Ocean abyssal carbon experiments at 0.7 and 4 km depth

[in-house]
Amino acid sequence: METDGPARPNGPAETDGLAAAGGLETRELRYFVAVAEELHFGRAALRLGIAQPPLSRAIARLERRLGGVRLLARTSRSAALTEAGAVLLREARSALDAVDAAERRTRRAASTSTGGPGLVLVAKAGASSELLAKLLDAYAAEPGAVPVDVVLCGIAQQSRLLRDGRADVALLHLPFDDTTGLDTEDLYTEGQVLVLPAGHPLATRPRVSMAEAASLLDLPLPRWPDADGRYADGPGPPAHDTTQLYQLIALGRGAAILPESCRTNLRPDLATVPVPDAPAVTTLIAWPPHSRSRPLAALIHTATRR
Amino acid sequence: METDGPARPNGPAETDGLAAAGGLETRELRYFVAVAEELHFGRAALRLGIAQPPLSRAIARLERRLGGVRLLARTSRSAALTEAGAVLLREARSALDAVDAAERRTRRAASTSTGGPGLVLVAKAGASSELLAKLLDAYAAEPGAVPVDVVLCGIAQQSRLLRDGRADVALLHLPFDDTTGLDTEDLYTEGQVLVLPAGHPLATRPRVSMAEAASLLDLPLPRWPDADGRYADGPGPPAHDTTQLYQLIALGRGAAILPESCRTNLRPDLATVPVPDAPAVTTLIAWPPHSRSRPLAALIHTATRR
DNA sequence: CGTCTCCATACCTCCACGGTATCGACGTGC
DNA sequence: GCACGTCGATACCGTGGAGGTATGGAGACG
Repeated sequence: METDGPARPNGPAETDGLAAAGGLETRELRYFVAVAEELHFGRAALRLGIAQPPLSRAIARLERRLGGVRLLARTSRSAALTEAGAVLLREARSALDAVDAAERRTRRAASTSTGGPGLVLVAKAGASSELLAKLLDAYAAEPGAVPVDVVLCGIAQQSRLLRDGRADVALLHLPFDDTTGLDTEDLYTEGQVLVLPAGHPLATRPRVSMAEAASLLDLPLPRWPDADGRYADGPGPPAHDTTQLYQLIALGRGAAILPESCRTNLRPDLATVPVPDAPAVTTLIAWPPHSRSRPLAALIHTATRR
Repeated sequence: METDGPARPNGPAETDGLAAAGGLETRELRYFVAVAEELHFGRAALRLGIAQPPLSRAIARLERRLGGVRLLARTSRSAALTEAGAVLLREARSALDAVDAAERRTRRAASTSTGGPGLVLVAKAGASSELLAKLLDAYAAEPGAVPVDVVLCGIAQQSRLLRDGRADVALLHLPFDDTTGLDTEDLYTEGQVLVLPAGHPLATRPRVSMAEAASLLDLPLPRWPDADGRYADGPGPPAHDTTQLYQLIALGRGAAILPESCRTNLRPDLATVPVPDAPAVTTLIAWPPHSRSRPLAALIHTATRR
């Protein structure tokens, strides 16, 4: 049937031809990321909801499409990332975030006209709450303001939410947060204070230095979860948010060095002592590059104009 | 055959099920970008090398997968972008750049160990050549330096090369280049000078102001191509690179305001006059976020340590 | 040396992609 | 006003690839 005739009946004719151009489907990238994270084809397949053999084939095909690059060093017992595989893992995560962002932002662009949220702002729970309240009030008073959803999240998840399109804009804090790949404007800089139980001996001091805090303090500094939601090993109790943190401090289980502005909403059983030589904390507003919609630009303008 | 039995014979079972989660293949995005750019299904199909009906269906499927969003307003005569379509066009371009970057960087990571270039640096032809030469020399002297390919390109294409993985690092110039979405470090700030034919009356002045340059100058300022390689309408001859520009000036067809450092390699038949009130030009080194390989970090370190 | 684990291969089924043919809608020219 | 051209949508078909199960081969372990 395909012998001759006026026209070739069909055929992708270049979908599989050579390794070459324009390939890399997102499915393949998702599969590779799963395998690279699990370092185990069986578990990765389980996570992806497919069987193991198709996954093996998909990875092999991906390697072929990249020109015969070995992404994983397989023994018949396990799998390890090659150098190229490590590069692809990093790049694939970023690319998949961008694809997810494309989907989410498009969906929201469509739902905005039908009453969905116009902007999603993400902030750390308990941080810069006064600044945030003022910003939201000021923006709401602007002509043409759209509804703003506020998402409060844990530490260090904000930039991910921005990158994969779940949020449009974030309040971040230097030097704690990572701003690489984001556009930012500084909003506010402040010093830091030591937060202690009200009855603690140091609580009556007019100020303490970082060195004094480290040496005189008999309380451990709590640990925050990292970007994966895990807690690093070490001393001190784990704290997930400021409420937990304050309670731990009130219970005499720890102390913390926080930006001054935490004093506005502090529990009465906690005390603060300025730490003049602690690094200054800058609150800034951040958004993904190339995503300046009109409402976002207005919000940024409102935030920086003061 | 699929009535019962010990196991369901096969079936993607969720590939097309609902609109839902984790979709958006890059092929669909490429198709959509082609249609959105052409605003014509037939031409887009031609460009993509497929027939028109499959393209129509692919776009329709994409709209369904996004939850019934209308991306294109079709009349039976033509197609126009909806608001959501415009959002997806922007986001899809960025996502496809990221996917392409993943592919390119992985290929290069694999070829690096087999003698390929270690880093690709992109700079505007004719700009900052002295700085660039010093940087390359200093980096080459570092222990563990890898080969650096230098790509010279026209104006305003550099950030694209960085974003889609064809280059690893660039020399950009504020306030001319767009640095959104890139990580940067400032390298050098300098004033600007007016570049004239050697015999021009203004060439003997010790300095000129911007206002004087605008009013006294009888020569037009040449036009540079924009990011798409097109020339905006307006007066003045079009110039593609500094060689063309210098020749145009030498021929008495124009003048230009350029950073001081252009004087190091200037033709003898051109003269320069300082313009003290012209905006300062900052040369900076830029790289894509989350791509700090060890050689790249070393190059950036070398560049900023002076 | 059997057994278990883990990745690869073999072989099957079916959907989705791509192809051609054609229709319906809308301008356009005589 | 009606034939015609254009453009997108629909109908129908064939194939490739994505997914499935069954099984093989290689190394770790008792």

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Observations from small-scale (20 to 90 litres) CO2 experiments conducted off the coast of California at 684 m depth and at 3942 m depth are discussed. In both experiments, when the seawater velocity was sufficiently strong, parcels of liquid CO2 were torn off and transported away as discrete units by the turbulent water current. In the deep experiment, newly formed frazil hydrate was observed at the interface, occasionally including sediment particles. Hydrate furthermore collected and created a floating consolidated solid ("ice") in the downstream end of the trough, dissolving slowly from one day to the next. These observations have important implications for understanding and modelling of larger scale disposal at the seafloor. In particular, when CO2 is released by the interfacial instability mechanism driven by strong currents, the seawater density increase due to dissolution of CO2 may not have time to act and stabilize the water column before the discrete parcels of liquid phase CO2 are advected away from the disposal site. The floating solid that formed at the interface is hypothesized to consist of hydrate and additional trapped seawater. Its appearance was not expected in advance and its role in delaying dissolution can not be determined from the present experimental set-up. A capability for long-term seafloor perturbation experiments is deemed to be crucial both for direct ocean-storage research and for studying effects of invasion of anthropogenic CO2 from the atmosphere.